– Pochettino on his coaching philosophy.[22]

Pochettino favours a very high-pressing, attacking style of football. He often employs a 4–2–3–1 formation at the clubs he manages. While doing so, he instructs his team to build from the back, intimidate and unsettle opponents with a quick-press system and work the ball into the box.[citation needed]

Pochettino is hailed by many pundits for his focus on developing local players from the clubs' youth academies, get local government and references' support,[49][50] and a willingness to promote young players in general.[51][52] It was also noted that many young players under his tutelage went on to play for the English national team,[53][54] while the manager himself felt that it was his duty to develop English talent.[55][56]

Players coached by Pochettino also praised his man-management approach and guidance with his willingness to advise, encouraging the players to take charge of their own development as well as helping them to improve physically, technically and mentally.[57]

Career statistics[edit]

Club[edit]

Source:[58][59][60]
Appearances and goals by club, season and competition
Club Season League National Cup League Cup Continental Total
Division Apps Goals Apps Goals Apps Goals Apps Goals Apps Goals
Newell's Old Boys 1988–89 Primera División 4 0 4 0
1989–90 Primera División 30 0 30 0
1990–91 Primera División 34 4 34 4
1991–92 Primera División 28 3 28 3
1992–93 Primera División 32 1 32 1
1993–94 Primera División 25 0 25 0
Total 153 8 153 8
Espanyol 1994–95 La Liga 34 0 1 0 35 0
1995–96 La Liga 39 3 9 0 48 3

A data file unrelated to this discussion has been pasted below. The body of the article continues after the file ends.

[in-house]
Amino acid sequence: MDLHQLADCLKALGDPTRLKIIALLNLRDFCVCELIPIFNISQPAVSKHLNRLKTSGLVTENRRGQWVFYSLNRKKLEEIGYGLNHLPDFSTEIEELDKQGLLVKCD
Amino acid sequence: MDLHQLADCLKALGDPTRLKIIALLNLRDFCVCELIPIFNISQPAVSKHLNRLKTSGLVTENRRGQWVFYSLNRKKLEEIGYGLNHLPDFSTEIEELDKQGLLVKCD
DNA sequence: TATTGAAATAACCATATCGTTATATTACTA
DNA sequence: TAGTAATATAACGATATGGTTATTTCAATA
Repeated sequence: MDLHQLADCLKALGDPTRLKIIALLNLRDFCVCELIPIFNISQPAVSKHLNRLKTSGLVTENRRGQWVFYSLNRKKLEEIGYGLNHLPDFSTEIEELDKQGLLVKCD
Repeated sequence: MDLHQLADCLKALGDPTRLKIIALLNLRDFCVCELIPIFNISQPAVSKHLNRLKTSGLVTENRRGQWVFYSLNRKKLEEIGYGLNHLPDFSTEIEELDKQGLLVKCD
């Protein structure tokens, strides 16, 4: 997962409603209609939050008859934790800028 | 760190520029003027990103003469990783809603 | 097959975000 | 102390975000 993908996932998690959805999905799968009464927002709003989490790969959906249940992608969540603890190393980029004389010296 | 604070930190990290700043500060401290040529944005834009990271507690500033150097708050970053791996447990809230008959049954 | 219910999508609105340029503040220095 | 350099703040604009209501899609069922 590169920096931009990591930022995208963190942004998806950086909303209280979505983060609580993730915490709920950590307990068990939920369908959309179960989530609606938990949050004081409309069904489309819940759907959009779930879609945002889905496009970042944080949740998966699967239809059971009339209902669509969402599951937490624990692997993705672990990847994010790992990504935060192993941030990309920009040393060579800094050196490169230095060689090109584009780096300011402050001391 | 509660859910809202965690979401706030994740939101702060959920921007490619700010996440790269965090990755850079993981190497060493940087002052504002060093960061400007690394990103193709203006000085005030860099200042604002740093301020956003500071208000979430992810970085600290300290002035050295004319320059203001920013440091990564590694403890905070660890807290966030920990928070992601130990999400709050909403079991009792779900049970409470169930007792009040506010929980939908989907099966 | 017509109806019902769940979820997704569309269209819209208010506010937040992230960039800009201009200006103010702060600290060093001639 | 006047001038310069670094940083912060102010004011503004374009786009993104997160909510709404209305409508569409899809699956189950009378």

1996–97 La Liga 37 3 6 0 4 0 47 3
1997–98 La Liga 35 2 35 2
1998–99 La Liga 26 0 3 1 29 1
1999–2000 La Liga 29 1 7 0 36 1
2000–01 La Liga 16 2 2 0 6 0 24 2
Total 216 11 28 1 10 0 254 12
Paris Saint-Germain 2000–01 Division 1 7 1 1 0 8 1
2001–02 Division 1 28 1 2 0 2 0 10 0 42 1
2002–03 Ligue 1 35 2 5 1 5 1 45 4
Total 70 4 3 0 7 1 15 1 95 6
Bordeaux 2003–04 Ligue 1 11 1 1 0 4 0 16 1
Espanyol 2003–04 La Liga 21 1 21 1
2004–05 La Liga 27 1 0 0 27 1
2005–06 La Liga 11 0 2 0 3 1 16 1
Total 59 2 2 0 3 1 64 3
Career total 509 26 34 1 7 1 32 2 582 30

International[edit]

Source:[61]
Appearances and goals by national team and year
National team Year Apps Goals
Argentina 1999 6 1
2000 2 0
2001 6 1
2002 6 0
Total 20 2

International goals[edit]

Argentina score listed first, score column indicates score after each Pochettino goal.[61]
International goals by date, venue, opponent, score, result and competition
No. Date Venue Opponent Score Result Competition Ref.
1 17 November 1999 La Cartuja, Seville, Spain  Spain 2–0 2–0 Friendly [62]
2 7 October 2001 Defensores del Chaco, Asunción, Paraguay  Paraguay 1–1 2–2 2002 FIFA World Cup qualification [63]

Managerial statistics[edit]

As of match played 13 May 2018
Managerial record by team and tenure
Team From To Record Ref.
P W D L Win %
Espanyol 20 January 2009 26 November 2012 161 53 38 70 032.9 [21][29][64]
Southampton 18 January 2013 27 May 2014 60 23 18 19 038.3 [65]
Tottenham Hotspur 27 May 2014 Present 218 121 50 47 055.5 [65]
Total 439 197 106 136 044.9

Honours[edit]

Player[edit]

Newell's Old Boys

Espanyol

Manager[edit]

Individual

References[edit]

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  2. ^ "Pochettino Trossero Mauricio Roberto". Expansión (in Spanish). Retrieved 25 May 2018. 
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  4. ^ "Adiós y muchas gracias" [Farewell and many thanks] (in Spanish). ESPN Deportes. 7 June 2006. Retrieved 25 May 2018. 
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External links[edit]